After directing a successful re-working of Norman Jewison's classic 1968 caper film "The Thomas Crown Affair" in 1999, director John McTiernan curiously chose to remake Jewison's 1975 cult film, "Rollerball." Based on the screenplay and short story by William Harrison, the new version, credited to Larry Ferguson and John Pogue, follows the basic satirical tone of Harrison's tale, but is more clearly aimed at a specific audience: the male 18-40-ish crowd, offering fast cutting, continuous action, and as much T&A as the MPAA would allow - which during the film's original theatrical run, apparently was much less.
Imposed cuts have been somewhat fixed for the DVD release, and fans of intellectually challenged action films won't be disappointed by MGM's presentation. Steve Mason's cinematography and the film's garish production design look beautiful - the scope and compositions suitably enhance the loud colours, tightly edited action scenes, and the exotic personas of rival teams on the figure-8 Rollerball track. Using ace athletes and stuntmen, Rollerballers swoop, pivot, crash and glide across the frame, and the indulgent lifestyles of the film's team stars (played by Chris Klein and LL Cool J) generously incorporate fast cars, expensive attire, and waves of adoring fans.
Sonically the 5.1 track is superb. Director McTiernan, having exploited the surround sound possibilities in 1988's "Die Hard," offers a loud, bass-heavy sound mix, with aggressive effects, pounding rock instrumentals, and a surprisingly sparse but typically rhythmic score from Luc Besson's longtime composer, Eric Serra.
The disc's animated menus easily guide viewers to several extras, including 2 anamorphic trailers, and a dual promo for MGM's Showtime series: "Stargate: SG-1," and "Jeremiah." (Set in the future, these shows have little else in common with "Rollerball.") Rob Zombie's 'Never Gonna Stop' video (with album promo spot) fuses retro 60s style with "Clockwork Orange" décor, and a featurette on the film's stunts includes EPK and post-filming interviews with Chris Klein, LL Cool J, and Rebecca Romijn-Stamos, along with key stunt coordinators and special effects supervisors. Key sequences - the opening street luge and the game itself - are efficiently covered in detail, with an emphasis on Klein's training. Curiously, besides a few production stills, John McTiernan is utterly absent from the DVD's extras.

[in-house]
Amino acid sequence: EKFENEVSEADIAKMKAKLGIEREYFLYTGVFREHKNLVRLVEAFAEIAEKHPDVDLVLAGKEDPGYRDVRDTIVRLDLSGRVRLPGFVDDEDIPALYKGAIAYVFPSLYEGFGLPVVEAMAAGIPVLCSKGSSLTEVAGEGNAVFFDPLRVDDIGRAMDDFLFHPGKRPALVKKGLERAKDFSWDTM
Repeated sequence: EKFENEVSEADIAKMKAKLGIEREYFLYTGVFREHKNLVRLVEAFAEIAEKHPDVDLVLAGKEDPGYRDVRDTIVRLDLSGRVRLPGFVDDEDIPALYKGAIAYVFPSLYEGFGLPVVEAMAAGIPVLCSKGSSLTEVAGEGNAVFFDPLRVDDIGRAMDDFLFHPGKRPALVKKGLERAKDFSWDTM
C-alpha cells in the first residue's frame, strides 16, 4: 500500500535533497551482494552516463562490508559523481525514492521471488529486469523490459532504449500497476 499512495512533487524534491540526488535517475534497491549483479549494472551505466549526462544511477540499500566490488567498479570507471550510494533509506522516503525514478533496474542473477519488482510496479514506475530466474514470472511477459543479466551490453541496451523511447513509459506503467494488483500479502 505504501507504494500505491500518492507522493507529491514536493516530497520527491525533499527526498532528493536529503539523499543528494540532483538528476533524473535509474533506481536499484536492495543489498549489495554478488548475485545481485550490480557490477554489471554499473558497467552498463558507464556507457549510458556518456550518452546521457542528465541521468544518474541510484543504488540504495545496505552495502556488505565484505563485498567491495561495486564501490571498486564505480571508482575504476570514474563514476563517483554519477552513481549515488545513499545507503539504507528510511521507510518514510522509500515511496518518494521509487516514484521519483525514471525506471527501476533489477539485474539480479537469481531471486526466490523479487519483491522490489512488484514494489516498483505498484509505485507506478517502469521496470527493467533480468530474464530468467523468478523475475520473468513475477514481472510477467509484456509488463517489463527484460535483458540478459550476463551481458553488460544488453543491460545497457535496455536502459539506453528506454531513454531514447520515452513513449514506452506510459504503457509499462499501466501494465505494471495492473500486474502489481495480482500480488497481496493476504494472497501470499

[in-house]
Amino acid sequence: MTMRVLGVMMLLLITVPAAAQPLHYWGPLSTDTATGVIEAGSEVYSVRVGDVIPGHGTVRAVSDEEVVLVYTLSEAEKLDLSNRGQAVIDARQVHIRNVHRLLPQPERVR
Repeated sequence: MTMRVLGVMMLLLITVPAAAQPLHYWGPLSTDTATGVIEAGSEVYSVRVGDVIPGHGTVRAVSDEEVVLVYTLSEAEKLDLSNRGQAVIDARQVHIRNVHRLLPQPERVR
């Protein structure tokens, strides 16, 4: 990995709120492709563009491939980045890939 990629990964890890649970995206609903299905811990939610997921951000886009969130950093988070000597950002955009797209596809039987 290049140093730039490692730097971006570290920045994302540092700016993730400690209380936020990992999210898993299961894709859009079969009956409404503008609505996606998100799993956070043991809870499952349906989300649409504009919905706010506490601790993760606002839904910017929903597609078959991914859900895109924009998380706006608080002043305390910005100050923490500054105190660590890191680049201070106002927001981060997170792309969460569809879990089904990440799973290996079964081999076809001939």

"The Horseman" commentary is just the film's three leads, with LL Cool J's contribution rarely exceeding exalted "Yeah!", "Yes!!!", and "Cool." It's only when he bows out towards the end that he speaks a complete paragraph, repeating his affection for the cast and director; a succinct pontification on the film's moral message just makes the brain hurt. Incredibly, many of LL Cool J's mini-eurekas are edited between pauses of Klein and Romijn-Stamos' separately recorded commentary. The overall emphasis includes aspects of training, stunt work, bruises, camaraderie, cool cars, and being cold at the film's key Quebec and Alberta locations. The insight is limited, the tone lighthearted, and towards the end somewhat sporadic. Nevertheless, Klein is totally affable, and his energy engages Romijn-Stamos to share in a few observations about the elaborate (yet compact) game track and amazing stunts; however, McTiernan's absence makes for a an overall weak commentary.
An elaborate "Rollerball" Yearbook finishes off the supplemental materials, incorporating straight still and video treatments of the team and key athletes, amusing (0:30) star and team 'show reels', and a breakdown of the game's rules and regulations - the latter being unintentionally funny, since Romijn-Stamos admits the filmmakers never really figured out how "Rollerball" made sense until the near-end of principle photography.
© 2002 Mark R. Hasan